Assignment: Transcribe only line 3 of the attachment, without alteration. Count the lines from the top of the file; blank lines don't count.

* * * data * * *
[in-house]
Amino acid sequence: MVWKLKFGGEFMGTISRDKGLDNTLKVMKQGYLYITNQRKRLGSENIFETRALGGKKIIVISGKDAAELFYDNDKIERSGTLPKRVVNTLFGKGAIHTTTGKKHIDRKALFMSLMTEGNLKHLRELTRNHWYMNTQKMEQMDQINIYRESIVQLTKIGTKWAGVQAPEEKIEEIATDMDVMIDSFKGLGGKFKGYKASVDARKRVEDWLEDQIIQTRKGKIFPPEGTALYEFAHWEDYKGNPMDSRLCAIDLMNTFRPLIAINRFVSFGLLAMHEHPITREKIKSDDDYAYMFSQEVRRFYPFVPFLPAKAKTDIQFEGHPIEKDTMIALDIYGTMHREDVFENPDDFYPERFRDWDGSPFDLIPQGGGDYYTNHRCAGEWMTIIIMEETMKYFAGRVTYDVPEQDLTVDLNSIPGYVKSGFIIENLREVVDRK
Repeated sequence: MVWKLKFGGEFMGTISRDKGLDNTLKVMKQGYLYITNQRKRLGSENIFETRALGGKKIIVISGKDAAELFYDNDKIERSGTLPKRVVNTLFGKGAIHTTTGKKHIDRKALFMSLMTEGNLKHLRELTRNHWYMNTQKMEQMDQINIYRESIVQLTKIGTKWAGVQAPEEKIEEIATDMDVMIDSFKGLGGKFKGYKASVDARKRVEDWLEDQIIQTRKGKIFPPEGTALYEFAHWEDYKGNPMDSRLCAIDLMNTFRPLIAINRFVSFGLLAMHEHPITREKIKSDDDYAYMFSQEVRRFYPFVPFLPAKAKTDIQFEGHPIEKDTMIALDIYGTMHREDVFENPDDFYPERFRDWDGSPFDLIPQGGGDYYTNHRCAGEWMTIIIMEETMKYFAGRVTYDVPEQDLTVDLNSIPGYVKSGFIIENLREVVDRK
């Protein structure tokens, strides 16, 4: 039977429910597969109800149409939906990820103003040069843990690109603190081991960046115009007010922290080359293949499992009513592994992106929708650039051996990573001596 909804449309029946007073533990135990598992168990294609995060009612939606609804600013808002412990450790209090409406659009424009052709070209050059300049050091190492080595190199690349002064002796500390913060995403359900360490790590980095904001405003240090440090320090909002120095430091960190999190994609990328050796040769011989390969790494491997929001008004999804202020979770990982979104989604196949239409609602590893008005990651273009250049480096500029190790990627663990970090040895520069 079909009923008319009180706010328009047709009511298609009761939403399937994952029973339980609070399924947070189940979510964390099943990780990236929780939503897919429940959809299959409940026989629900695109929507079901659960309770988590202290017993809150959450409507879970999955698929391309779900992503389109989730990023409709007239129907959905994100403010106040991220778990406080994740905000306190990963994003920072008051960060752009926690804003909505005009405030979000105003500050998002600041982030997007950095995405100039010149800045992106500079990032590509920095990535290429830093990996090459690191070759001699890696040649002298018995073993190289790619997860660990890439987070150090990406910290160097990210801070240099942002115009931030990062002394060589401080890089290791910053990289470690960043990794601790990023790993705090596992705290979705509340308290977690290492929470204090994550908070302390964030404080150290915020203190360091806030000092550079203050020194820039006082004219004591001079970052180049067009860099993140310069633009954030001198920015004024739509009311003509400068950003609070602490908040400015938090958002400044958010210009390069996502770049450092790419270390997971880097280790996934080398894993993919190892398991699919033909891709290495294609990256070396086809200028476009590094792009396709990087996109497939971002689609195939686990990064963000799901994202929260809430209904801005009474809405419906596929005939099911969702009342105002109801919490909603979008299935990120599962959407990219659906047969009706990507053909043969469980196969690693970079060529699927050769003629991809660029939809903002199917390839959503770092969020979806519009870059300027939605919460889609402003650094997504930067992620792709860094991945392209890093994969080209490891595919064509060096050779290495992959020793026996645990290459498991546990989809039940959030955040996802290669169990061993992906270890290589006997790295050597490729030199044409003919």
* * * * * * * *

Repeated sequence: MVWKLKFGGEFMGTISRDKGLDNTLKVMKQGYLYITNQRKRLGSENIFETRALGGKKIIVISGKDAAELFYDNDKIERSGTLPKRVVNTLFGKGAIHTTTGKKHIDRKALFMSLMTEGNLKHLRELTRNHWYMNTQKMEQMDQINIYRESIVQLTKIGTKWAGVQAPEEKIEEIATDMDVMIDSFKGLGGKFKGYKASVDARKRVEDWLEDQIIQTRKGKIFPPEGTALYEFAHWEDYKGNPMDSRLCAIDLMNTFRPLIAINRFVSFGLLAMHEHPITREKIKSDDDYAYMFSQEVRRFYPFVPFLPAKAKTDIQFEGHPIEKDTMIALDIYGTMHREDVFENPDDFYPERFRDWDGSPFDLIPQGGGDYYTNHRCAGEWMTIIIMEETMKYFAGRVTYDVPEQDLTVDLNSIPGYVKSGFIIENLREVVDRK